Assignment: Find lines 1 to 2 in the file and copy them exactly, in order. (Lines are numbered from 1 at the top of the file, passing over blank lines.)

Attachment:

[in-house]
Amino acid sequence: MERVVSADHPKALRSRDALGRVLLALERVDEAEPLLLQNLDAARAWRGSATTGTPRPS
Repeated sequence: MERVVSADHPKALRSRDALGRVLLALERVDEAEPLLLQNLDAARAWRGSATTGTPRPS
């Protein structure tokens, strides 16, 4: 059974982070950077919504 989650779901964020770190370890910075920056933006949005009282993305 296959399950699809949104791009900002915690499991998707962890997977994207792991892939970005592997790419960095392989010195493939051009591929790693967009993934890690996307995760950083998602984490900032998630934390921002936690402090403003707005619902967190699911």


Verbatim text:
[in-house]
Amino acid sequence: MERVVSADHPKALRSRDALGRVLLALERVDEAEPLLLQNLDAARAWRGSATTGTPRPS